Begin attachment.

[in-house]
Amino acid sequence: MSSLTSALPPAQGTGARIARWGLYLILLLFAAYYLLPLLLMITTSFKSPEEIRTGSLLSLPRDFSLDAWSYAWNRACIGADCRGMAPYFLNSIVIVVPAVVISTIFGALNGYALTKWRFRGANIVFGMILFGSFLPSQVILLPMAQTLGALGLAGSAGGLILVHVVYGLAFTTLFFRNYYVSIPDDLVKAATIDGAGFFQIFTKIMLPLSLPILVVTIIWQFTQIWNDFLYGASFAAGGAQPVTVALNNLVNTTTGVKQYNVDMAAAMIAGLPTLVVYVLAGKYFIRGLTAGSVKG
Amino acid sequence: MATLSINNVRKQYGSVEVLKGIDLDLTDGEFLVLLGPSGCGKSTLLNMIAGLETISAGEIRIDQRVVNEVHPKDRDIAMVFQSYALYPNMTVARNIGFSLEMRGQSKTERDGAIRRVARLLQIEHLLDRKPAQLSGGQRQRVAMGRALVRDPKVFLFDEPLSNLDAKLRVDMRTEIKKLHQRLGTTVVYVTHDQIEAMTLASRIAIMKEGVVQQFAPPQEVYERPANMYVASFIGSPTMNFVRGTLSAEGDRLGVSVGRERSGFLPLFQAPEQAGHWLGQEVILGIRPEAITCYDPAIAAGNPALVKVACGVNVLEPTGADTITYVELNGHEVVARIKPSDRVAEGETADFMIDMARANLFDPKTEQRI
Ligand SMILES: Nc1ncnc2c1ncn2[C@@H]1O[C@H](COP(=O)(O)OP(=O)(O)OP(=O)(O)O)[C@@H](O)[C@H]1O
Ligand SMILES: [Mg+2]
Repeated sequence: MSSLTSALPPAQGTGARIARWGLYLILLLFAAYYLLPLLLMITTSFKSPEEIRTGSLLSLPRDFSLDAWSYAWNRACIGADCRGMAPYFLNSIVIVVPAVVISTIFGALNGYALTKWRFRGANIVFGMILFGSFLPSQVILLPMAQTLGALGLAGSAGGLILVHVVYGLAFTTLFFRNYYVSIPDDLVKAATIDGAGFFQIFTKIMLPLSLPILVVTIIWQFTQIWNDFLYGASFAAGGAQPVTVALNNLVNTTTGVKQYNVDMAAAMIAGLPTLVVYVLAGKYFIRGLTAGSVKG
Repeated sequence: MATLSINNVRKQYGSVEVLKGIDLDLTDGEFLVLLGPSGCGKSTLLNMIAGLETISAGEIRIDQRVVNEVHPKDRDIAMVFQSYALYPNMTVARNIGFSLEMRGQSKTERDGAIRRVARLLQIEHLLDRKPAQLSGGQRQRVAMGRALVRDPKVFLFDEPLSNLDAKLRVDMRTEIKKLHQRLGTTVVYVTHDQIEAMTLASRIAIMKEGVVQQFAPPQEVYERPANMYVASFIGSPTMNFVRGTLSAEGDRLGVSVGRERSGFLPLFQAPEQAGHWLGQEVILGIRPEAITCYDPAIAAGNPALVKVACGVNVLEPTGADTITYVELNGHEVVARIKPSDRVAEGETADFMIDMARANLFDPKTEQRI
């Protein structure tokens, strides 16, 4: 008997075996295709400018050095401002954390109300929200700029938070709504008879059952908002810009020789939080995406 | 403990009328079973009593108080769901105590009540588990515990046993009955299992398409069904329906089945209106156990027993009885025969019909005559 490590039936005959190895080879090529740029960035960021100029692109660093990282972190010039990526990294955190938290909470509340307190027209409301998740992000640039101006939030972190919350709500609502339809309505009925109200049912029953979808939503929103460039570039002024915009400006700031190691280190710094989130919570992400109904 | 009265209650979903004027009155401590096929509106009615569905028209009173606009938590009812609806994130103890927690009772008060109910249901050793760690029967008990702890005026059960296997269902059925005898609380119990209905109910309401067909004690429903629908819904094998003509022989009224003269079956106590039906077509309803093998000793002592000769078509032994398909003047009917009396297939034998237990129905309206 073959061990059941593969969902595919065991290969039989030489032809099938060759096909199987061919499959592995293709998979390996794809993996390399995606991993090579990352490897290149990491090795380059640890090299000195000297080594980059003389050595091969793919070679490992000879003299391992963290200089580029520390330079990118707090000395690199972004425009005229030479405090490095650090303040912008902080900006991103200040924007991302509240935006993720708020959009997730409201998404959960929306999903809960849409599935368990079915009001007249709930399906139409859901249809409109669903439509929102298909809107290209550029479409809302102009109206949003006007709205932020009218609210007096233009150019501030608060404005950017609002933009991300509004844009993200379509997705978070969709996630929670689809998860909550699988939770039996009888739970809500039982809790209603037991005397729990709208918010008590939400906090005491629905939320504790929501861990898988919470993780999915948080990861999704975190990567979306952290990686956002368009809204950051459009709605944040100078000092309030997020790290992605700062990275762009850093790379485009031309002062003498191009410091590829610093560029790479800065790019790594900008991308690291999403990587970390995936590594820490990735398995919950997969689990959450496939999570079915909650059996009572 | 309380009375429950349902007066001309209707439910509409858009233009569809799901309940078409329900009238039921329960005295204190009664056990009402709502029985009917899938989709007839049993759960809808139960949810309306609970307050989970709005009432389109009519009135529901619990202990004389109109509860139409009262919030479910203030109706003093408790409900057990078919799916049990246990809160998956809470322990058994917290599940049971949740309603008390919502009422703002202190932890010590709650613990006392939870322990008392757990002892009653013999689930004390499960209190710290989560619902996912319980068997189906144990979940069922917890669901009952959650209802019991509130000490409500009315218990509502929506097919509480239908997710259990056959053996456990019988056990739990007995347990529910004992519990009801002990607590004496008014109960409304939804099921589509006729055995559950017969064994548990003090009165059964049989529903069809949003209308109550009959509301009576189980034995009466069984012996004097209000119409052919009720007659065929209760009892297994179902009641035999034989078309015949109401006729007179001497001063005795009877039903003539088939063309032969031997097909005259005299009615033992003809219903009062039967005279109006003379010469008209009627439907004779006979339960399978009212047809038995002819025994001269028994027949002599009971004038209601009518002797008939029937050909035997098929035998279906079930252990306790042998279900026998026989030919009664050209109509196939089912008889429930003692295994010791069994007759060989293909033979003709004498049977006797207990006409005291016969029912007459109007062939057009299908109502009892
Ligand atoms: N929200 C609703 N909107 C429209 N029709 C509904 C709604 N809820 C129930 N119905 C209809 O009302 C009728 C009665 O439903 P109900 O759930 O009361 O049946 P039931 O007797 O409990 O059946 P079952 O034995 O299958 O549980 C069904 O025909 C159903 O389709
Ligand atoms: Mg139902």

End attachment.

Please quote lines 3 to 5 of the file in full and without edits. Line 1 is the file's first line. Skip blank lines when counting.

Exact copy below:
Amino acid sequence: MATLSINNVRKQYGSVEVLKGIDLDLTDGEFLVLLGPSGCGKSTLLNMIAGLETISAGEIRIDQRVVNEVHPKDRDIAMVFQSYALYPNMTVARNIGFSLEMRGQSKTERDGAIRRVARLLQIEHLLDRKPAQLSGGQRQRVAMGRALVRDPKVFLFDEPLSNLDAKLRVDMRTEIKKLHQRLGTTVVYVTHDQIEAMTLASRIAIMKEGVVQQFAPPQEVYERPANMYVASFIGSPTMNFVRGTLSAEGDRLGVSVGRERSGFLPLFQAPEQAGHWLGQEVILGIRPEAITCYDPAIAAGNPALVKVACGVNVLEPTGADTITYVELNGHEVVARIKPSDRVAEGETADFMIDMARANLFDPKTEQRI
Ligand SMILES: Nc1ncnc2c1ncn2[C@@H]1O[C@H](COP(=O)(O)OP(=O)(O)OP(=O)(O)O)[C@@H](O)[C@H]1O
Ligand SMILES: [Mg+2]